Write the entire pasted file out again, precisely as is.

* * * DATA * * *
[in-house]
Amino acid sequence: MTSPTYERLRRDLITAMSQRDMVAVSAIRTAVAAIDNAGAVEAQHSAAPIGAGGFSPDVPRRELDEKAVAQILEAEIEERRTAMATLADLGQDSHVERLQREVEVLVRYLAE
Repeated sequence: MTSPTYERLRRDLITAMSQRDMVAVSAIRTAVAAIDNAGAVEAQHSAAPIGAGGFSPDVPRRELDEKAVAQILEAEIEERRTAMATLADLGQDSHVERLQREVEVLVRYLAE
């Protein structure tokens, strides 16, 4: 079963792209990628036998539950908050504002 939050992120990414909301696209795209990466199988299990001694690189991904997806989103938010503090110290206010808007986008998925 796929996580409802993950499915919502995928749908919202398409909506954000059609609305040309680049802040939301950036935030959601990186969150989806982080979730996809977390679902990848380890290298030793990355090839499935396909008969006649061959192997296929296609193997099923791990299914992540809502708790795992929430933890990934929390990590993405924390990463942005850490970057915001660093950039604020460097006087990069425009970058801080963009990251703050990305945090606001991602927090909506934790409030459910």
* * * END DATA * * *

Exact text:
[in-house]
Amino acid sequence: MTSPTYERLRRDLITAMSQRDMVAVSAIRTAVAAIDNAGAVEAQHSAAPIGAGGFSPDVPRRELDEKAVAQILEAEIEERRTAMATLADLGQDSHVERLQREVEVLVRYLAE
Repeated sequence: MTSPTYERLRRDLITAMSQRDMVAVSAIRTAVAAIDNAGAVEAQHSAAPIGAGGFSPDVPRRELDEKAVAQILEAEIEERRTAMATLADLGQDSHVERLQREVEVLVRYLAE
């Protein structure tokens, strides 16, 4: 079963792209990628036998539950908050504002 939050992120990414909301696209795209990466199988299990001694690189991904997806989103938010503090110290206010808007986008998925 796929996580409802993950499915919502995928749908919202398409909506954000059609609305040309680049802040939301950036935030959601990186969150989806982080979730996809977390679902990848380890290298030793990355090839499935396909008969006649061959192997296929296609193997099923791990299914992540809502708790795992929430933890990934929390990590993405924390990463942005850490970057915001660093950039604020460097006087990069425009970058801080963009990251703050990305945090606001991602927090909506934790409030459910």